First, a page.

There are other projects in the redevelopment area that are similar to City Heights. I am interested in a K-mart site at the intersection of 54th and University. It is about thirty acres, and I plan to put out an RFP for the entire site. The store is operating right now, but there is the potential to turn it into an incredible oasis that would include residential, retail and commercial uses. We could do that and keep the K-mart going as well.

I have also created another redevelopment area for the Grantville community which will be the first redevelopment area in San Diego completely north of Interstate 8. Traditionally redevelopment projects have been south of Interstate 8, in the older parts of the city. Grantville will transform underutilized property along Interstate 8 and our new trolley line, as well as turn an old rock quarry into a high-tech biotech business park.

Central to many of the interviews that TPR has included about City Heights has been a discussion of holistic planning -- taking an integrated, place-based approach to the development of housing, transportation, parks and schools. How could public officials create better incentives for public agencies and other stakeholders to take such an approach?


Clearly, that is the challenge. I think we start by using the tools of redevelopment, because that gives me, as a councilman, the ability to reinvest dollars back into an area. My district also contains the College Grove shopping center, which eight years ago had failed. We attracted in Sam's Club, Wal-Mart, and Target, all in the same center, and it is now one of San Diego's most successful shopping centers. One of the reasons I am interested in the K-mart site is that it is on a major transportation line and there are residential and industrial uses in the same area.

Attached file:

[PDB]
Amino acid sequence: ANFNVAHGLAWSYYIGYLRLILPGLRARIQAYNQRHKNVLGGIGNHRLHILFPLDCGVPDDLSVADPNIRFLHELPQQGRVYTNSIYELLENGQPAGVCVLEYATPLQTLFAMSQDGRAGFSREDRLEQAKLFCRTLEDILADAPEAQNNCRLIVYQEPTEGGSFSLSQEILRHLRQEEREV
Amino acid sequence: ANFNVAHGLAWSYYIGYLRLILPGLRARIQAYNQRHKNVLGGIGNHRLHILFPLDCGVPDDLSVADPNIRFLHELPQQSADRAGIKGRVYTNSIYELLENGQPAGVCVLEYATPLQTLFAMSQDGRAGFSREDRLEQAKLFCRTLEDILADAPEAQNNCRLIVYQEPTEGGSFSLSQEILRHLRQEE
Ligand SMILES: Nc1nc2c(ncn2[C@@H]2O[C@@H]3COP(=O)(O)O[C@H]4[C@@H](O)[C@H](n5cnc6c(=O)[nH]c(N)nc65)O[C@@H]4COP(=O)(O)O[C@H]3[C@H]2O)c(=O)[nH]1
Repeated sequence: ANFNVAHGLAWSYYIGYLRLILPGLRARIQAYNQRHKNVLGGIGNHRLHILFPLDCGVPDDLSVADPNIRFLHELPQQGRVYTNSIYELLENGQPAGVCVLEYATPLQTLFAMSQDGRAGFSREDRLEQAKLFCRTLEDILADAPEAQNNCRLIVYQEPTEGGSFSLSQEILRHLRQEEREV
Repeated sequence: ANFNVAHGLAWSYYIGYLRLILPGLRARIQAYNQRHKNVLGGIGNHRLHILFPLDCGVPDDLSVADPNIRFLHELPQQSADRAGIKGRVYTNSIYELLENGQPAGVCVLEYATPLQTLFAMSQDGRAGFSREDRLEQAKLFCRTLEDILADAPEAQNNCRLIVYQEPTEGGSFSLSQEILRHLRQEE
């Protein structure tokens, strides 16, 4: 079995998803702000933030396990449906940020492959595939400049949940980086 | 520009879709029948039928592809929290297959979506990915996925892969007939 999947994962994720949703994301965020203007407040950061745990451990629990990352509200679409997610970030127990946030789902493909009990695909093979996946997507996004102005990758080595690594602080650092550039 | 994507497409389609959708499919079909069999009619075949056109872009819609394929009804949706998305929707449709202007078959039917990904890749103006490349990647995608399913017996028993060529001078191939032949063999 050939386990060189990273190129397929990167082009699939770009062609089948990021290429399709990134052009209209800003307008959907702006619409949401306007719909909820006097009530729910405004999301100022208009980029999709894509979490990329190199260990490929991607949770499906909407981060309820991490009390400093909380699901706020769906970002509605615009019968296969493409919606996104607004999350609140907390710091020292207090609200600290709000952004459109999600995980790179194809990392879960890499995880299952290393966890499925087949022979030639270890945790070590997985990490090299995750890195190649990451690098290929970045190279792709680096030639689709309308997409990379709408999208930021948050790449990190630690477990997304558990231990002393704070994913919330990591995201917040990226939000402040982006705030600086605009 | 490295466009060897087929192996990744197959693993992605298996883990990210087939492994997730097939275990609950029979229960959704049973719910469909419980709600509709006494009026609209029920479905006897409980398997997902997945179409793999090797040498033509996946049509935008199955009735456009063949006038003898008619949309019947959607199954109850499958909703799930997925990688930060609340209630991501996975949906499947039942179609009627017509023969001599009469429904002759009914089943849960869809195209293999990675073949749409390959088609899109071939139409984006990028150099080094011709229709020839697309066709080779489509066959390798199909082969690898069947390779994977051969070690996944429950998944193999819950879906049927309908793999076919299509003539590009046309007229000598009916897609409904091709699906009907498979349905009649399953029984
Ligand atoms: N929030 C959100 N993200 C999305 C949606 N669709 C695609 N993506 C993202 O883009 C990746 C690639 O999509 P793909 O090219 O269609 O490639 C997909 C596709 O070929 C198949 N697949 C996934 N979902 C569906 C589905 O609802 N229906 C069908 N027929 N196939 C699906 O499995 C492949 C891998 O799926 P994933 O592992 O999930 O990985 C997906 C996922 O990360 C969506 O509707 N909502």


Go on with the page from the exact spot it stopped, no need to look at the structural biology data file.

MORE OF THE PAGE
For me, redevelopment is about taking an area that has been ignored and neglected, that has not had sufficient public infrastructure development, and turning it into an asset for the community. For example, adjacent to the Crossroads area, I am building a new park, building and new affordable housing on what had been an abandoned vacant lot that had no other prospects. Using the tool of redevelopment we can show developers that there is potential in these sites. Using this approach, it has not been as difficult as I thought it might be to interest developers in building holistic projects that include transportation, jobs and housing.

We are doing this interview in Northern California at a conference about state and local fiscal reform. Much of the day has been spent reviewing failed attempts to reform how we tax and distribute revenues. What needs to be done?

Clearly, the biggest problem that we have in this state is that the fiscal system is broken. The state has proved that well. Proposition 1A is really just the first step in a multi-step process toward fiscal reform. I am here today because I am interested in hearing what others have to say as we look toward the next key issue, which is housing.

California is renowned for its housing crisis. I suspect that if we create incentives for housing we will see more housing built, as opposed to big-box retail and car lots. As we do this, we need to also have in mind the need to provide adequate infrastructure for these new projects.

In closing, I know that you are an active member of the League of Cities. What is your role with the League?

I am chairing the Housing Task Force of the League of Cities. The task force includes representatives from the building industry as well as League members. We are trying to address issues regarding the provision of housing, investment in infrastructure and related funding issues with regard to local communities.

Lastly, How difficult has it been to address these policy issues?

It is definitely a challenge for us. While I hope that the Legislature can solve these problems, they may ultimately find their way to the ballot box as initiatives again, just like Proposition 1A.